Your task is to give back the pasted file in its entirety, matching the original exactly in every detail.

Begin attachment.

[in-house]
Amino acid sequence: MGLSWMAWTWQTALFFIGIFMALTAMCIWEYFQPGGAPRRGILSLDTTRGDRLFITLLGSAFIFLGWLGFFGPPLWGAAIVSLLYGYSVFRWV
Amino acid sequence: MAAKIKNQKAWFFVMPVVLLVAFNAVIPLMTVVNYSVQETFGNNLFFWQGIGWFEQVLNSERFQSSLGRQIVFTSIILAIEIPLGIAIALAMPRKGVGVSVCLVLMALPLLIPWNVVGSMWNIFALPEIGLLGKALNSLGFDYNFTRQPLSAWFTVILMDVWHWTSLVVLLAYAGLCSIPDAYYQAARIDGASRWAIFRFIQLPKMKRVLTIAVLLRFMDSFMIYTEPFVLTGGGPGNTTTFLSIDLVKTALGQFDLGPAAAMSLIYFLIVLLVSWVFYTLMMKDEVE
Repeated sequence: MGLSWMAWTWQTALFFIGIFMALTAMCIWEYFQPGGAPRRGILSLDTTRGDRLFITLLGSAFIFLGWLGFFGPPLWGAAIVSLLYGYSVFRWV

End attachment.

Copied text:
[in-house]
Amino acid sequence: MGLSWMAWTWQTALFFIGIFMALTAMCIWEYFQPGGAPRRGILSLDTTRGDRLFITLLGSAFIFLGWLGFFGPPLWGAAIVSLLYGYSVFRWV
Amino acid sequence: MAAKIKNQKAWFFVMPVVLLVAFNAVIPLMTVVNYSVQETFGNNLFFWQGIGWFEQVLNSERFQSSLGRQIVFTSIILAIEIPLGIAIALAMPRKGVGVSVCLVLMALPLLIPWNVVGSMWNIFALPEIGLLGKALNSLGFDYNFTRQPLSAWFTVILMDVWHWTSLVVLLAYAGLCSIPDAYYQAARIDGASRWAIFRFIQLPKMKRVLTIAVLLRFMDSFMIYTEPFVLTGGGPGNTTTFLSIDLVKTALGQFDLGPAAAMSLIYFLIVLLVSWVFYTLMMKDEVE
Repeated sequence: MGLSWMAWTWQTALFFIGIFMALTAMCIWEYFQPGGAPRRGILSLDTTRGDRLFITLLGSAFIFLGWLGFFGPPLWGAAIVSLLYGYSVFRWV